Data from a recent systematic review and meta analysis from India showed that approximately one in three adults or children have NAFLD. This is a huge number. The severe form of NAFLD is called NASH or non-alcoholic steatohepatitis in which there is fat deposition, inflammation as well as scarring in the liver.

This condition has the highest risk for progression to cirrhosis and is also a risk factor for development of liver cancer in the absence of cirrhosis. The recent large State-wide review of liver cancer in Kerala showed that the most common cause for cirrhosis leading to liver cancer was due to NAFLD. Alcohol-related liver disease is also a serious illness with its own set of progressive stages and complications.

The natural history of alcohol-related liver disease and NAFLD is different and hence they cannot be compared head-on with respect to which is more serious, but both conditions are equally important causes for severe liver disease and liver cancer and has modifiable aspects - meaning we can prevent progression and reduce disease burden with preventive measures.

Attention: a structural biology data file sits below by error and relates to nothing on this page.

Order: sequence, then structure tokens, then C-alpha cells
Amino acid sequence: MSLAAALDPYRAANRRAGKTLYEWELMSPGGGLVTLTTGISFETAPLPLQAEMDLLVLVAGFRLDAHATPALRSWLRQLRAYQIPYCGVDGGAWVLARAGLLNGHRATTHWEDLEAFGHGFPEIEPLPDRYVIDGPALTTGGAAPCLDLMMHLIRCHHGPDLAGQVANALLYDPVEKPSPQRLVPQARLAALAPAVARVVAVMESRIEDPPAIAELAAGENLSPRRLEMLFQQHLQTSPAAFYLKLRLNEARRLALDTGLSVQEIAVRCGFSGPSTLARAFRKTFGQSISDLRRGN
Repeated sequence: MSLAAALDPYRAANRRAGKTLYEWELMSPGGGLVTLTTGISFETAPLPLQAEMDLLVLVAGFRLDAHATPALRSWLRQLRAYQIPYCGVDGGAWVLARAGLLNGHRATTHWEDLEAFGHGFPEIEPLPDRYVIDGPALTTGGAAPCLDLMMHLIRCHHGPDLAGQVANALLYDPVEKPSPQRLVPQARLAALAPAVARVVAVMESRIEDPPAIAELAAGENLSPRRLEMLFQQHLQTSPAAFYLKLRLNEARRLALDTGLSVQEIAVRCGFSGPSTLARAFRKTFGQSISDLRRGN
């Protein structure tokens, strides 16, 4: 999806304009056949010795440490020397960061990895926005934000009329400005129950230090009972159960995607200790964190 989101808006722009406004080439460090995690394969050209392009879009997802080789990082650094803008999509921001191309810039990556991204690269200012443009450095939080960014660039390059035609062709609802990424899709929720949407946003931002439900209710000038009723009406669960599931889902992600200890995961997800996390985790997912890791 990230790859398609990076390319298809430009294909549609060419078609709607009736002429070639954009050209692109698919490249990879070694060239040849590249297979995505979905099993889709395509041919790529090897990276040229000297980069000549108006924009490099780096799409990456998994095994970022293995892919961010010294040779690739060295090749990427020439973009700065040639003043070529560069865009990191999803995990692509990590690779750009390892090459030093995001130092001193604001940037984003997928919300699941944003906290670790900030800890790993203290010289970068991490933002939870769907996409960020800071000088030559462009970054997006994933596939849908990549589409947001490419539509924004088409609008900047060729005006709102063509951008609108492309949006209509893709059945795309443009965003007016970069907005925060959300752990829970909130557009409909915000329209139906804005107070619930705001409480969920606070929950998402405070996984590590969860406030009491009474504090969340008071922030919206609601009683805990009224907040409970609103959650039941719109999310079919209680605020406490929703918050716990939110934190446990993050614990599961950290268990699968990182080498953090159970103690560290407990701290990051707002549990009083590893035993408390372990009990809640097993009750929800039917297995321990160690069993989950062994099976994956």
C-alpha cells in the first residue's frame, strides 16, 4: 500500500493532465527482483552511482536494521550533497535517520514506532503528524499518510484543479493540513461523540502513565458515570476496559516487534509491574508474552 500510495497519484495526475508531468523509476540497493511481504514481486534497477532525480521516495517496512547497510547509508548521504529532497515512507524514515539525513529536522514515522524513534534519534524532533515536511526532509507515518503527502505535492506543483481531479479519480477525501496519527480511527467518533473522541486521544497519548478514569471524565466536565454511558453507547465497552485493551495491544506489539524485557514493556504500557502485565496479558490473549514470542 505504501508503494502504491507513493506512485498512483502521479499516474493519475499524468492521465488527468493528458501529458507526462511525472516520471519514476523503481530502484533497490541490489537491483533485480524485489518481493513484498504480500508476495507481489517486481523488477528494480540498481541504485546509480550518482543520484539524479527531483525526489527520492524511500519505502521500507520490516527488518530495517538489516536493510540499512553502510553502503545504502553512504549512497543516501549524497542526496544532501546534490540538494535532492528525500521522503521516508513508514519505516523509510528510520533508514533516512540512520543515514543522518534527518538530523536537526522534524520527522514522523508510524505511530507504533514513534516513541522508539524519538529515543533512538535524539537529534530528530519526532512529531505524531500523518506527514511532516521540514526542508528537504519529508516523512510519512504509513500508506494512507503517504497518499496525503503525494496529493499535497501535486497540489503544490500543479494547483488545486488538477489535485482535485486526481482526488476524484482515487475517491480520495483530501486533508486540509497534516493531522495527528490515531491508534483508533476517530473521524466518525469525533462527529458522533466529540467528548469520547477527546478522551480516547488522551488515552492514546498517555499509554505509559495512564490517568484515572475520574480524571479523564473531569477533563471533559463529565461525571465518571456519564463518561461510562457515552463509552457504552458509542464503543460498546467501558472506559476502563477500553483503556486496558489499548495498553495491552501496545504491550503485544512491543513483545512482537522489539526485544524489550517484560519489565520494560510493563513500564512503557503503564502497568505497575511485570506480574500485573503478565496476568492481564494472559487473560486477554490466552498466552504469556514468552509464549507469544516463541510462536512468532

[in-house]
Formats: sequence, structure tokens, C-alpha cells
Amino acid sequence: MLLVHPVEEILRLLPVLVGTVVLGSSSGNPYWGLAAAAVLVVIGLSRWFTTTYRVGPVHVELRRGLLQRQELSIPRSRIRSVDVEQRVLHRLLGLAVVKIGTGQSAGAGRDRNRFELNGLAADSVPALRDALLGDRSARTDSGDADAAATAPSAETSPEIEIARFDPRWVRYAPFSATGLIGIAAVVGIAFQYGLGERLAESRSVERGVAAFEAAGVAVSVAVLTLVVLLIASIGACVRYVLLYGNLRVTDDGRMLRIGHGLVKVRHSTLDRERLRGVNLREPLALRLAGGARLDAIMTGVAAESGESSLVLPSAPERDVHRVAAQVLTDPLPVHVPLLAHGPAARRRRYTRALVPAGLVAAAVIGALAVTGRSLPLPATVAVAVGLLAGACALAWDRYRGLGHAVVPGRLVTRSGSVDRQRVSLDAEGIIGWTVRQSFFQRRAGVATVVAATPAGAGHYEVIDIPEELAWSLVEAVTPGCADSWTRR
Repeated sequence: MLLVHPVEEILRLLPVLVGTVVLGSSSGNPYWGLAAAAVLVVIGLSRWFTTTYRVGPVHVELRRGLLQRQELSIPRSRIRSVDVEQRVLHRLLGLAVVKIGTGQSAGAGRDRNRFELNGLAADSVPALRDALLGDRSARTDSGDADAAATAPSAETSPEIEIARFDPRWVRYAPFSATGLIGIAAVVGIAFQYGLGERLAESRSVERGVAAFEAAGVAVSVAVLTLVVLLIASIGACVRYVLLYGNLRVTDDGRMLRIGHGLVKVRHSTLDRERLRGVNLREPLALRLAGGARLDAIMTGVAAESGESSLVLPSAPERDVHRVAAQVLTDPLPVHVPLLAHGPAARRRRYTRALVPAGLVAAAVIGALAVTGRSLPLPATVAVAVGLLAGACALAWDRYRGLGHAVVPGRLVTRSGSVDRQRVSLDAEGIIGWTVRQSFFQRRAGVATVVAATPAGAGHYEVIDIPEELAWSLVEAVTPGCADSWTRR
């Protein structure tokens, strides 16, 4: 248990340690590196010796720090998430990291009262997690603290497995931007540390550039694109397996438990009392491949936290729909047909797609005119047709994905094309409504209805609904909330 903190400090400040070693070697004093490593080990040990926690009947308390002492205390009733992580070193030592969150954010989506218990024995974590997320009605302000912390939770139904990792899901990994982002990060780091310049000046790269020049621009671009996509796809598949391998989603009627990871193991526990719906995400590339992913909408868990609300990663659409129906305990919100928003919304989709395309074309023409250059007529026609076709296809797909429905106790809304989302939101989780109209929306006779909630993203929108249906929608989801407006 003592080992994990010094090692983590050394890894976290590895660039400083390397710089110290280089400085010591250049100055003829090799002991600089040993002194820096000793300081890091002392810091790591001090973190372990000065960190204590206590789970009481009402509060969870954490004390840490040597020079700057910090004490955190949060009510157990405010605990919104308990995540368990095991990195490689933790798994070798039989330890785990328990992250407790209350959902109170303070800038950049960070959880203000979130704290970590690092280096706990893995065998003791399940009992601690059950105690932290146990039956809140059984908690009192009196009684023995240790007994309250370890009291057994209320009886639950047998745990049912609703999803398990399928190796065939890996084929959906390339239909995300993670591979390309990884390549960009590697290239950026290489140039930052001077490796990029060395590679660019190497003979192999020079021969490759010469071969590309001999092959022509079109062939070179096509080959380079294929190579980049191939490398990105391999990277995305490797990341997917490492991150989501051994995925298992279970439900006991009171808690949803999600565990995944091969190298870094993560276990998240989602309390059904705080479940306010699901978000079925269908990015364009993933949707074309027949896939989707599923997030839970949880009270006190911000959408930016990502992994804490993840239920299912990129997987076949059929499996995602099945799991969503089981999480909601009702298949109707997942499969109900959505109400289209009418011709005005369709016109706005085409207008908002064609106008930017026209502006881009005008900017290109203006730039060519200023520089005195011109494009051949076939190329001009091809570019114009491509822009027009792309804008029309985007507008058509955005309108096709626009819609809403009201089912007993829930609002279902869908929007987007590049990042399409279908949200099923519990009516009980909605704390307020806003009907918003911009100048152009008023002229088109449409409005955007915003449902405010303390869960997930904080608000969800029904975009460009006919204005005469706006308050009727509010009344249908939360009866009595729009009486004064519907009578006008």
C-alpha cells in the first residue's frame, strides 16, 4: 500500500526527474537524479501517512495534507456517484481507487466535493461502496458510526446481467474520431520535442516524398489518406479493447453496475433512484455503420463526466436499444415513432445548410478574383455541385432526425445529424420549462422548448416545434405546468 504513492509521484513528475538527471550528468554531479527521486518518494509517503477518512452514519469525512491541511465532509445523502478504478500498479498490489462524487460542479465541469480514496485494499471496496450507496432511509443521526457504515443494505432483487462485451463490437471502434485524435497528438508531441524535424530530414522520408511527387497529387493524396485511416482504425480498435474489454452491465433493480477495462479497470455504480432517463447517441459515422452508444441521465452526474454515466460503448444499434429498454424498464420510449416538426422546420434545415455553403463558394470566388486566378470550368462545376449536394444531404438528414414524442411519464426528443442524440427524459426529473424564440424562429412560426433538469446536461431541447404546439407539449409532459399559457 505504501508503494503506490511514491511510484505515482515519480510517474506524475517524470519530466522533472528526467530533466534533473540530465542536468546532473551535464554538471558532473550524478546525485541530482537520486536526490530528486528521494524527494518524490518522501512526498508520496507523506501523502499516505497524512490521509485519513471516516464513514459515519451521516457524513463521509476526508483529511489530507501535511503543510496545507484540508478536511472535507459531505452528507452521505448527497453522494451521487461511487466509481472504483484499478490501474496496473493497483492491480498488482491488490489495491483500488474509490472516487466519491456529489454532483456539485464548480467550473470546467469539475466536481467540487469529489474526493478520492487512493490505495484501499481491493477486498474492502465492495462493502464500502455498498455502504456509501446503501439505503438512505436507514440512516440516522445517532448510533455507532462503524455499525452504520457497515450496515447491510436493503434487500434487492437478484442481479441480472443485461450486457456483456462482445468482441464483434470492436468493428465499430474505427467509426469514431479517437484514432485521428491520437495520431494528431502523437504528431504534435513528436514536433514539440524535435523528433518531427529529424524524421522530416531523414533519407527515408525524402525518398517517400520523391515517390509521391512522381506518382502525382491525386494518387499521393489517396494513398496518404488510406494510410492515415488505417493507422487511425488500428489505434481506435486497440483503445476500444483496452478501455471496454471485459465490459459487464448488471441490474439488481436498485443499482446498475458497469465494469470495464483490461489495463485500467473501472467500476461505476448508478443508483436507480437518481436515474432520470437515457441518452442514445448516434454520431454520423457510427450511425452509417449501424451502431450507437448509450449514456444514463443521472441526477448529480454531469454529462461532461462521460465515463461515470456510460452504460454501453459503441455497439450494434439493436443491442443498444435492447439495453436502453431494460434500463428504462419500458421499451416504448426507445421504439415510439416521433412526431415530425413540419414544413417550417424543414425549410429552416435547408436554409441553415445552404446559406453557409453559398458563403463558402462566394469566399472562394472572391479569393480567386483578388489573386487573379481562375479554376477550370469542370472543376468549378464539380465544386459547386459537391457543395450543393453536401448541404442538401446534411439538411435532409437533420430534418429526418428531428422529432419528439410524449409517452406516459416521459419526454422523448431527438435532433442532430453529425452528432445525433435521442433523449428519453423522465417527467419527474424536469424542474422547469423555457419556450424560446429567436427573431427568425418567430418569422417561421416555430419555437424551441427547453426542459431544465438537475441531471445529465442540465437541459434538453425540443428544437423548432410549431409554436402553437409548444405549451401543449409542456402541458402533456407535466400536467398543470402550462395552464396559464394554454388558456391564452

ZN: Is NAFLD related to meat consumption?

AP: There is no conclusive evidence to suggest that recommended levels of meat consumption can increase risk of NAFLD. Studies have shown that high red meat and mostly processed meat consumption leads to increased risk of developing fatty liver disease, but this was also dependent on consumption of sugar-sweetened beverages, presence of diabetes and obesity.

A direct causation with meat consumption and NAFLD occurrence has not been proven in good quality prospective population based studies. For example, a recent study in the journal, Clinical Nutrition (2022) showed that red meat consumption, including both unprocessed and processed red meat, was associated with significantly increased risk of developing NAFLD, but this association was mediated largely by obesity.

Hence red meat and processed meat consumption could increase risk of NAFLD in those who are already at risk of developing it and when such risks are probably controlled, the risk with meat consumption could also be reduced. 

ZN: What other dietary and lifestyle factors lead to Liver Disease?